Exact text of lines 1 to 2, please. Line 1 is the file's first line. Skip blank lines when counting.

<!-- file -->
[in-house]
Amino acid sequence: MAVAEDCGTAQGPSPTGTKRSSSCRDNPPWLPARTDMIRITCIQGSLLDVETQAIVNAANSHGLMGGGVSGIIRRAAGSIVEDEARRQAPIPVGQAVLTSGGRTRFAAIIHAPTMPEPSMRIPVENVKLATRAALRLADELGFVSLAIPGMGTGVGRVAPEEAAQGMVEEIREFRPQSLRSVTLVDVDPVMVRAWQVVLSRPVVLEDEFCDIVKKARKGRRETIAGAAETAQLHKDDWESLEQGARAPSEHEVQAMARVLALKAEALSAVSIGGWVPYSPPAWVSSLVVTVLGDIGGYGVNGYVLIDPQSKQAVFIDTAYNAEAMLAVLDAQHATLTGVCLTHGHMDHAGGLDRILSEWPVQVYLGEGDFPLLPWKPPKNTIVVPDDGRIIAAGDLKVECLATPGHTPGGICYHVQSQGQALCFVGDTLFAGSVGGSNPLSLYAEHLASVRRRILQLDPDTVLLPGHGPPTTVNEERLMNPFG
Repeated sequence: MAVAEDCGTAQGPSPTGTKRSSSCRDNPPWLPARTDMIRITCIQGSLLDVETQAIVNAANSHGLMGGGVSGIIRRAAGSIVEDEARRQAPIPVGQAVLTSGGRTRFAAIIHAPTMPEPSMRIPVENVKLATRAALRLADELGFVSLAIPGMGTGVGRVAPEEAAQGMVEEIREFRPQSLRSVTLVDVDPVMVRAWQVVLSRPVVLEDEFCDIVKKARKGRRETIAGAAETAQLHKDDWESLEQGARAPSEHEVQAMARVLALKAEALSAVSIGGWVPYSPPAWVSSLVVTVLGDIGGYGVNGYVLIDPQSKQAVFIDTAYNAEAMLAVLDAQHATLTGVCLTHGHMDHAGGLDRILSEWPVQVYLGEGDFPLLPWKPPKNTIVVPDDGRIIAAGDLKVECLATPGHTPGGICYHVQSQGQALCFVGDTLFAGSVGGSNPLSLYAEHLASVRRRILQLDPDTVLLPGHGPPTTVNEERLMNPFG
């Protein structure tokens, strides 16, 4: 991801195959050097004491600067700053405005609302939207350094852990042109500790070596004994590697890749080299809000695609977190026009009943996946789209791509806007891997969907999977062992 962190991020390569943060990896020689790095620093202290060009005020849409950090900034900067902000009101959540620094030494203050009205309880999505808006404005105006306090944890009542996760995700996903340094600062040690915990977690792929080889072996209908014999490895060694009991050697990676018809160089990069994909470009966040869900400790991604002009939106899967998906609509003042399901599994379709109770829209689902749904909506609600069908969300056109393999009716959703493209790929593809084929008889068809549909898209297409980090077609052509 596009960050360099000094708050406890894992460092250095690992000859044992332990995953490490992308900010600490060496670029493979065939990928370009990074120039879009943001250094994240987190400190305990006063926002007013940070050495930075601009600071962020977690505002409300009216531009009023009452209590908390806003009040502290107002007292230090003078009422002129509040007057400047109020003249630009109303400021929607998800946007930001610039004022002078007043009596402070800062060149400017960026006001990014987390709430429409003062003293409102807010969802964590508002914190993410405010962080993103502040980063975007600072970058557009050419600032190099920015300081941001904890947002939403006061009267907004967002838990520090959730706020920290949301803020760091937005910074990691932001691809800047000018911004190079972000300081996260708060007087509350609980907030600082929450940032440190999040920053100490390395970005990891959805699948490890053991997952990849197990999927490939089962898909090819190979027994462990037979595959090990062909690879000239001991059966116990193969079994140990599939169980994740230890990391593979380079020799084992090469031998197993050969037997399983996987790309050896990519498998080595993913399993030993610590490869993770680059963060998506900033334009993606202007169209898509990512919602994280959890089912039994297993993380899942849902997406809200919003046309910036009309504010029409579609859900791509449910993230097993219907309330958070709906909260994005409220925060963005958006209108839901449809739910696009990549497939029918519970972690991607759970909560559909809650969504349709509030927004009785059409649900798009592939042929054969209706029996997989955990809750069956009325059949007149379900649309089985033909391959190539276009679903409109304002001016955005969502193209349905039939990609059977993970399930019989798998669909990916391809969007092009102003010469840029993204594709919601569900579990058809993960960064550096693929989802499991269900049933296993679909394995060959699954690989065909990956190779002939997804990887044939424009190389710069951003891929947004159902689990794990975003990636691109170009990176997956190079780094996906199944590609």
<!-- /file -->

[in-house]
Amino acid sequence: MAVAEDCGTAQGPSPTGTKRSSSCRDNPPWLPARTDMIRITCIQGSLLDVETQAIVNAANSHGLMGGGVSGIIRRAAGSIVEDEARRQAPIPVGQAVLTSGGRTRFAAIIHAPTMPEPSMRIPVENVKLATRAALRLADELGFVSLAIPGMGTGVGRVAPEEAAQGMVEEIREFRPQSLRSVTLVDVDPVMVRAWQVVLSRPVVLEDEFCDIVKKARKGRRETIAGAAETAQLHKDDWESLEQGARAPSEHEVQAMARVLALKAEALSAVSIGGWVPYSPPAWVSSLVVTVLGDIGGYGVNGYVLIDPQSKQAVFIDTAYNAEAMLAVLDAQHATLTGVCLTHGHMDHAGGLDRILSEWPVQVYLGEGDFPLLPWKPPKNTIVVPDDGRIIAAGDLKVECLATPGHTPGGICYHVQSQGQALCFVGDTLFAGSVGGSNPLSLYAEHLASVRRRILQLDPDTVLLPGHGPPTTVNEERLMNPFG